We’ve all done it — sent an email to people we didn’t intend to send it to. There’s nothing quite like that sinking feeling just after you hit “send” and realize you’ve definitely copied in the wrong people. Despite being told time and again to always, always, always check the to, cc, and bcc fields, it’s a very common occurrence. Mind you, we bet your email catastrophe wasn’t as bad as some of these zingers.
If you are about to apply for a job via email, the quality of your emailed covering letter to the potential employer is extremely important. After all, you are marketing yourself. This means that the employer’s HR department will first judge your capabilities by how you introduce and portray yourself. If clothes make the man (or woman), then his or her words make the aspiring employee.
In many cases today, emails have degenerated to offensively abbreviated messages. Job seekers seem to assume that the quality of their emails is not as important as their actual work. The point is that the Human Resources departments of the most prestigious companies today will ignore badly worded emails containing chat-like abbreviations, spelling errors and grammatical bloopers. They are looking for serious, properly educated, well-spoken employees who take pride in their communication skills and will be assets to the company.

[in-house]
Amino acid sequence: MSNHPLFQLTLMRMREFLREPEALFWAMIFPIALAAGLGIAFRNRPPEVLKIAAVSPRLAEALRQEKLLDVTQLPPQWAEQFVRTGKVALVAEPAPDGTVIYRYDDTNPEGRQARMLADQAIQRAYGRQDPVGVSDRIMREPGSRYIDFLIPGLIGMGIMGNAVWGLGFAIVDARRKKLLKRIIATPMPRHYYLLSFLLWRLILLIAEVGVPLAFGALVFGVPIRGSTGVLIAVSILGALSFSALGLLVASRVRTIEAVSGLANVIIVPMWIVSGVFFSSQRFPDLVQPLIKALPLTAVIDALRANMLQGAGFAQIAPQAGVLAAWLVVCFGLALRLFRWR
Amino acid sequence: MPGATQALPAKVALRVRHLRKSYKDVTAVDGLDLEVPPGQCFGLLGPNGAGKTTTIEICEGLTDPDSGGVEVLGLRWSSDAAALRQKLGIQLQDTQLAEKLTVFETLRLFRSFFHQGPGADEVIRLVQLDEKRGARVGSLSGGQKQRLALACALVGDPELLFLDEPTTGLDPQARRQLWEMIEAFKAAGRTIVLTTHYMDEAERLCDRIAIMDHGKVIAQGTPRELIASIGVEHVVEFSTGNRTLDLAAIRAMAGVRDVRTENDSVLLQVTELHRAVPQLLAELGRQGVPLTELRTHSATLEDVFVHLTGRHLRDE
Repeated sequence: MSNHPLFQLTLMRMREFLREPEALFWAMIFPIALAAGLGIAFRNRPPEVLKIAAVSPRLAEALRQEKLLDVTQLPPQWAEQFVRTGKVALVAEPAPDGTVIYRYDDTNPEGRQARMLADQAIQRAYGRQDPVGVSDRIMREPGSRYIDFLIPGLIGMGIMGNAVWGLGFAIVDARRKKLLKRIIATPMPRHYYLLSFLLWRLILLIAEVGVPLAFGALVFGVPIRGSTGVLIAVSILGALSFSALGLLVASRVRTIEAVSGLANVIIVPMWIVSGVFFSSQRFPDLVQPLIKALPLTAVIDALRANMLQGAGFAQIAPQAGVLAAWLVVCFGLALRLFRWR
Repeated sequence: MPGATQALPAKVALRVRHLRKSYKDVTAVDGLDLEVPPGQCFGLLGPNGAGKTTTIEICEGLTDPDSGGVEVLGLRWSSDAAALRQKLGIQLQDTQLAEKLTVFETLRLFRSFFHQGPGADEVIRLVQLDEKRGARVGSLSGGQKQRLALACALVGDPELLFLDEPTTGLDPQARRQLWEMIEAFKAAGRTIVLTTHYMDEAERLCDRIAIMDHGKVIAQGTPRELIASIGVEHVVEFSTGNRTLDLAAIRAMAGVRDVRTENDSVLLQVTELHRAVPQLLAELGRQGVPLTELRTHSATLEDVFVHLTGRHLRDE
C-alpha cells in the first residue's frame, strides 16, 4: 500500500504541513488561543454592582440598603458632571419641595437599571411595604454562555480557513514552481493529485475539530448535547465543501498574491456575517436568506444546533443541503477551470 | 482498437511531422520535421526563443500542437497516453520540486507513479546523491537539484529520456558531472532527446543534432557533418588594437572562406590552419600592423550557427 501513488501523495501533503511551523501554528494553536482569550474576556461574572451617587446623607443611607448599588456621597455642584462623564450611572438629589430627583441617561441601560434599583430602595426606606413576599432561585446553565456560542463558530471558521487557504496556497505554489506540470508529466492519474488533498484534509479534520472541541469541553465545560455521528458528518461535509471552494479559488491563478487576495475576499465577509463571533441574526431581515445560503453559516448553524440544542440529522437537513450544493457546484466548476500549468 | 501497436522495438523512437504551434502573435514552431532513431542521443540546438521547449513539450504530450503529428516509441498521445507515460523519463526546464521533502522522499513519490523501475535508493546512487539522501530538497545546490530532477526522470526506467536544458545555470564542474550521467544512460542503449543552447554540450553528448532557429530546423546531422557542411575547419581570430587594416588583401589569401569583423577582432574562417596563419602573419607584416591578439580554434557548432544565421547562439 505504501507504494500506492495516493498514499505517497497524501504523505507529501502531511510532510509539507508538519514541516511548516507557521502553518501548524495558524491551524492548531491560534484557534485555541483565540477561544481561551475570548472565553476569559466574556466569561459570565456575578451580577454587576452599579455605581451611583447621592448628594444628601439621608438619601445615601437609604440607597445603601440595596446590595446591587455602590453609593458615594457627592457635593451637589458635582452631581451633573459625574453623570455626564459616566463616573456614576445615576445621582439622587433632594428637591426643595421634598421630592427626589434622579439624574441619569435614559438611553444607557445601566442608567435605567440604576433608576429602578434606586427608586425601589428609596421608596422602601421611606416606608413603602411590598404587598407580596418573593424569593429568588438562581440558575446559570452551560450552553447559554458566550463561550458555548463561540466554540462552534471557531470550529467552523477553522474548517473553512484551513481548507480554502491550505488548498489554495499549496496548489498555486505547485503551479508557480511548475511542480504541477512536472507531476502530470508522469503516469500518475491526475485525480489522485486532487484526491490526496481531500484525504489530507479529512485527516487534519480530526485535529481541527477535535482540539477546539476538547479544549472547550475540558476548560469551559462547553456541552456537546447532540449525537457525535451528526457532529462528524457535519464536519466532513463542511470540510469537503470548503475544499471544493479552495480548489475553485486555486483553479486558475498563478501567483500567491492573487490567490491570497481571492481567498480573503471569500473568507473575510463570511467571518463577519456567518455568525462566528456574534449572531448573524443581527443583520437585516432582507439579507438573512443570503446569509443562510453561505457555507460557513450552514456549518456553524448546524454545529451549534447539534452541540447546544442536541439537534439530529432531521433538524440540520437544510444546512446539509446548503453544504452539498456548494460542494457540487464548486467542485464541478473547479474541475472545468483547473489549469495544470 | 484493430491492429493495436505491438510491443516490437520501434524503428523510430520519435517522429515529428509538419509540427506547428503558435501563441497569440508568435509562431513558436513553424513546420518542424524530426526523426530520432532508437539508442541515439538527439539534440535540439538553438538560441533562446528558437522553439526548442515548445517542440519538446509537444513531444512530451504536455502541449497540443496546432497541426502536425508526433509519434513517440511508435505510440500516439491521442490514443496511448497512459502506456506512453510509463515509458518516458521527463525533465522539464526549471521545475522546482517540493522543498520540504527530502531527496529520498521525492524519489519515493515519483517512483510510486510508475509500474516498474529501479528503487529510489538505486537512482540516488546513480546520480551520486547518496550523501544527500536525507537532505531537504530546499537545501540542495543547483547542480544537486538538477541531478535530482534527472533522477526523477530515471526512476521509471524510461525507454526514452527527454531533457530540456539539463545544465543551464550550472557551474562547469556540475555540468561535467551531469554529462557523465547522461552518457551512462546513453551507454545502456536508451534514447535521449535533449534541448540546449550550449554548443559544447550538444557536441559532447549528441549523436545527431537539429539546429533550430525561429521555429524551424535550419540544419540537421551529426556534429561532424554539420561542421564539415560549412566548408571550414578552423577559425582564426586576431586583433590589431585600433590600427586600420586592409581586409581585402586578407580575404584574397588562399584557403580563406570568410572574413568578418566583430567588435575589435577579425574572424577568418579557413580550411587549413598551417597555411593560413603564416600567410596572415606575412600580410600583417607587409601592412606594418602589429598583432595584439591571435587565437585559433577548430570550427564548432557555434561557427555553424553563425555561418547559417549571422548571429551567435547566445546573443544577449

Here are some pointers on effective email writing to help you get that lucrative corporate job:
State your business clearly in the subject line. For example: ‘Application for the position of _______’, ‘Response to your advertisement for __________’, etc. In direct email inquiries to you, the company’s HR department will have used a relevant subject line. Simply hit ‘reply’ while answering – do not change the subject line.
Be brief and to the point – Do not bore the HR operative with long introductions. Get to the point.
State your name and experience, and express interest in working for the company. End with your complete contact details.